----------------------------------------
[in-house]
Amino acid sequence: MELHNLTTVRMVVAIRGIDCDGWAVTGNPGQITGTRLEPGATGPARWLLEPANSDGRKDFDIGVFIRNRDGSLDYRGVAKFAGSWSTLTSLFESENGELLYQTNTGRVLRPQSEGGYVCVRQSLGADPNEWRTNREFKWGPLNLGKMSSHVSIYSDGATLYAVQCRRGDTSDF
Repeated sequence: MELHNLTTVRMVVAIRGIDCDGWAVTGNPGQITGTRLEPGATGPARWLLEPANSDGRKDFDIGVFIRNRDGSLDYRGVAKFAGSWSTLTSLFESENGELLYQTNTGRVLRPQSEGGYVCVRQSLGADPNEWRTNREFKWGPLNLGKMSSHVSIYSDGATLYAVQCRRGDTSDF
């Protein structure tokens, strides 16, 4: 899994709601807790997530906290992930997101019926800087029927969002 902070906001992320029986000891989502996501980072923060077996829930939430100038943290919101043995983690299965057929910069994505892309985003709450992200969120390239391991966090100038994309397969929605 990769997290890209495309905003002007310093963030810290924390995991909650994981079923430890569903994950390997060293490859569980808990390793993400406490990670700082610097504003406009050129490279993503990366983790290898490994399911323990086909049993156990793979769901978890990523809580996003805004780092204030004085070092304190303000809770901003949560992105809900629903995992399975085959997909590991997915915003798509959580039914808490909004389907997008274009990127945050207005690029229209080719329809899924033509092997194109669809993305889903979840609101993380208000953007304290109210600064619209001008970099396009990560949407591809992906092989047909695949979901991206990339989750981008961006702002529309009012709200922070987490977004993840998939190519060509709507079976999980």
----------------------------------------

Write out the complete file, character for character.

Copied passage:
[in-house]
Amino acid sequence: MELHNLTTVRMVVAIRGIDCDGWAVTGNPGQITGTRLEPGATGPARWLLEPANSDGRKDFDIGVFIRNRDGSLDYRGVAKFAGSWSTLTSLFESENGELLYQTNTGRVLRPQSEGGYVCVRQSLGADPNEWRTNREFKWGPLNLGKMSSHVSIYSDGATLYAVQCRRGDTSDF
Repeated sequence: MELHNLTTVRMVVAIRGIDCDGWAVTGNPGQITGTRLEPGATGPARWLLEPANSDGRKDFDIGVFIRNRDGSLDYRGVAKFAGSWSTLTSLFESENGELLYQTNTGRVLRPQSEGGYVCVRQSLGADPNEWRTNREFKWGPLNLGKMSSHVSIYSDGATLYAVQCRRGDTSDF
């Protein structure tokens, strides 16, 4: 899994709601807790997530906290992930997101019926800087029927969002 902070906001992320029986000891989502996501980072923060077996829930939430100038943290919101043995983690299965057929910069994505892309985003709450992200969120390239391991966090100038994309397969929605 990769997290890209495309905003002007310093963030810290924390995991909650994981079923430890569903994950390997060293490859569980808990390793993400406490990670700082610097504003406009050129490279993503990366983790290898490994399911323990086909049993156990793979769901978890990523809580996003805004780092204030004085070092304190303000809770901003949560992105809900629903995992399975085959997909590991997915915003798509959580039914808490909004389907997008274009990127945050207005690029229209080719329809899924033509092997194109669809993305889903979840609101993380208000953007304290109210600064619209001008970099396009990560949407591809992906092989047909695949979901991206990339989750981008961006702002529309009012709200922070987490977004993840998939190519060509709507079976999980």